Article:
Gribble worms are not the most beloved of crustaceans. First discovered in 1799, the invasive species was the bane of seamen everywhere because of their tendency to devour wood.
Today, scientists are looking at this creature's wood-consuming habits in a new light. They want to see whether its voracious appetite can help us turn wood into biofuel sustainably.
The ultimate goal of the project is make more efficient woody biomass. While wood's history of unhealthy burning has not given it the best reputation as an energy source, woody biomass is different than tossing a log into a fire. It can be made with live trees, forest and manufacturing residues, or even consumer waste materials. Turned into pellets or liquid, it has the potential to turn into a viable source of energy if it could be made more affordable.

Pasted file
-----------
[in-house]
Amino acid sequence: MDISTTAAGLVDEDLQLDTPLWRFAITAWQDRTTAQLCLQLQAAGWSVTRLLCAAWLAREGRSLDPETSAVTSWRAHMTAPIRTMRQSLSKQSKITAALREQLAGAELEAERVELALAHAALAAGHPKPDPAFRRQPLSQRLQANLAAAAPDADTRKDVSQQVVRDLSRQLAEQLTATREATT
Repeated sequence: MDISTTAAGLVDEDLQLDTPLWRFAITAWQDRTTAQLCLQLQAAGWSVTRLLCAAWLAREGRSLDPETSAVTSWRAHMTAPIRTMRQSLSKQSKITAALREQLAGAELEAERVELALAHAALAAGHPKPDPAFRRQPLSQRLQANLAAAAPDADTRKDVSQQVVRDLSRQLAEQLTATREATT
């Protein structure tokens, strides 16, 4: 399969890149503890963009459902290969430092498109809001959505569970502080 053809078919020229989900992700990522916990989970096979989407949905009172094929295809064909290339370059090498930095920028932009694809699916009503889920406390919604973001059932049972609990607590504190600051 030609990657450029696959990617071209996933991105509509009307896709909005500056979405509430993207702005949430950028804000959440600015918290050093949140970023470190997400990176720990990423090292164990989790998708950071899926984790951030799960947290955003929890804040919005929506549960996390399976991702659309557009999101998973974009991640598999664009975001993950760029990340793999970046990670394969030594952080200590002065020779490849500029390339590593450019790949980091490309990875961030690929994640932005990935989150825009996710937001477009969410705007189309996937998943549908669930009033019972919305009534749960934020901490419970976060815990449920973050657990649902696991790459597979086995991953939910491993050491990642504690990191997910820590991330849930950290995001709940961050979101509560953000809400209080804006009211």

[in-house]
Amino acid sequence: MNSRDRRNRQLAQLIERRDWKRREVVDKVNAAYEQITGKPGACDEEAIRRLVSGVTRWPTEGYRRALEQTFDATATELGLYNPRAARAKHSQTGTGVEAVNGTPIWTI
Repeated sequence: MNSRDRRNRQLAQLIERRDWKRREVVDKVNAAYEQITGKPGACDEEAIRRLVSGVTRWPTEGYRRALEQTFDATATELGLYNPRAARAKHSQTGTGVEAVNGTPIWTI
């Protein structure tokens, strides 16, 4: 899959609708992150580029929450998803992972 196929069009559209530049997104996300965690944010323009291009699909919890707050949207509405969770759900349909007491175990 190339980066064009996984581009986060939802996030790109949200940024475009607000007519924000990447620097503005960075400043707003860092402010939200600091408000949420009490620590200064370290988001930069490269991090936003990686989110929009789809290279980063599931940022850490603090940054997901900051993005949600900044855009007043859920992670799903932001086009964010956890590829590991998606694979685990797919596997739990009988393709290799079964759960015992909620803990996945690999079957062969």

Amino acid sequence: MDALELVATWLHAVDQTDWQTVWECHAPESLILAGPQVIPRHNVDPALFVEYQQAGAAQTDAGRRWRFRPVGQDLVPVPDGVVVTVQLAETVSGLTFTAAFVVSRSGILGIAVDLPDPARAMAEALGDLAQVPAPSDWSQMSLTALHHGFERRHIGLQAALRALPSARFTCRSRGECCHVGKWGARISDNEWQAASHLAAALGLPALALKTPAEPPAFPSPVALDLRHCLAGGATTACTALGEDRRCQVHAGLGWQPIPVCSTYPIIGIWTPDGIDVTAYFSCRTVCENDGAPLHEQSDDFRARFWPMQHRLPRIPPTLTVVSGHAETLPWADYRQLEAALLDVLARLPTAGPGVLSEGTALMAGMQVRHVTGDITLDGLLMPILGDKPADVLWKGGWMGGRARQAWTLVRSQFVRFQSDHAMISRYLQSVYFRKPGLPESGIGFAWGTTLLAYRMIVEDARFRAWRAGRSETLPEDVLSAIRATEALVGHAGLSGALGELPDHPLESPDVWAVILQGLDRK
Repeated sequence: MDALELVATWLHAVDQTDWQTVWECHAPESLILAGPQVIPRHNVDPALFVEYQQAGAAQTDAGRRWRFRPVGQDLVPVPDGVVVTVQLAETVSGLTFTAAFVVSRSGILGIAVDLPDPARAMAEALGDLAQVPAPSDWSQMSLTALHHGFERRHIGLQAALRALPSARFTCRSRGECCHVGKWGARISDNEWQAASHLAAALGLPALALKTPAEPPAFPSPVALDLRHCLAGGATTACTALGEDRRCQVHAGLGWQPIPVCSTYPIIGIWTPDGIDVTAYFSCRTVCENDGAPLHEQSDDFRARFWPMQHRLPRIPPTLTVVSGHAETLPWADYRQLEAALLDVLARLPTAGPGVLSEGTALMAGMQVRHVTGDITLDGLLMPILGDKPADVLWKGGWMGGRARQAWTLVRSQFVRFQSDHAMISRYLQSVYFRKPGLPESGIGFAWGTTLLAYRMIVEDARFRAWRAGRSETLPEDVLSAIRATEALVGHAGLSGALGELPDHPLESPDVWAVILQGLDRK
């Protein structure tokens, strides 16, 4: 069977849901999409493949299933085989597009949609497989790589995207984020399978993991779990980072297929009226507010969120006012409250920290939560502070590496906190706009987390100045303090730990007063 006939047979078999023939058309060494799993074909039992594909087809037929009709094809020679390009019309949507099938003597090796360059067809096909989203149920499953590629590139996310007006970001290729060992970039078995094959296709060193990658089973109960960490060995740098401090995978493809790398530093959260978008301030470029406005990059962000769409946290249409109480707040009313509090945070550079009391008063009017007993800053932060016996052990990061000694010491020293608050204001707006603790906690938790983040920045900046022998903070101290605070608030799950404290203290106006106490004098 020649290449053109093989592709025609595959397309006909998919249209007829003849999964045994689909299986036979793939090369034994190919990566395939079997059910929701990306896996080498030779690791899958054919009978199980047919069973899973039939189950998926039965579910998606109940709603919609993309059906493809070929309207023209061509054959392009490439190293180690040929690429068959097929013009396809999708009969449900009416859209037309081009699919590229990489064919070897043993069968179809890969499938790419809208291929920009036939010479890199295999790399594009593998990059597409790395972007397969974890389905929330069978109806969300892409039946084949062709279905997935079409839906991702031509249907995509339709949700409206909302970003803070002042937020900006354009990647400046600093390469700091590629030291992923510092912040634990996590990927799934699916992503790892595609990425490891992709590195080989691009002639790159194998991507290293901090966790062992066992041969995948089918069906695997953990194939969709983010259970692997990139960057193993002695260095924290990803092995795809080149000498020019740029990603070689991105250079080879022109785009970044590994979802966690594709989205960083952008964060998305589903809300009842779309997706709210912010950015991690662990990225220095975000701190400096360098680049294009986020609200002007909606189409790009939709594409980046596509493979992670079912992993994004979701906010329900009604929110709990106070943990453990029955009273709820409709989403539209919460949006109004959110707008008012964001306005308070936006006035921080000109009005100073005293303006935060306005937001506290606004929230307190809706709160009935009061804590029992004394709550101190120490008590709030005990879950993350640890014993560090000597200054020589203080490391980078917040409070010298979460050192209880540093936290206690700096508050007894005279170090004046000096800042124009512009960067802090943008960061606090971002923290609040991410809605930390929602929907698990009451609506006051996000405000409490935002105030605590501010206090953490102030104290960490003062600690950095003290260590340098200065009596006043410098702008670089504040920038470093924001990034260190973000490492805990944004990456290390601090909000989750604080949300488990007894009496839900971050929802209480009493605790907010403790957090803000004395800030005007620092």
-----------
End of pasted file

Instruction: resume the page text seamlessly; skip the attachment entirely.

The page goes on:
Woody biomass isn't perfect: a study from 2017 showed that "dedicated biomass plants tend to have lower efficiencies than fossil fuel plants." If gribble worms can get that efficiency up, then they'll more than make up for all the headaches they caused in the 18th century.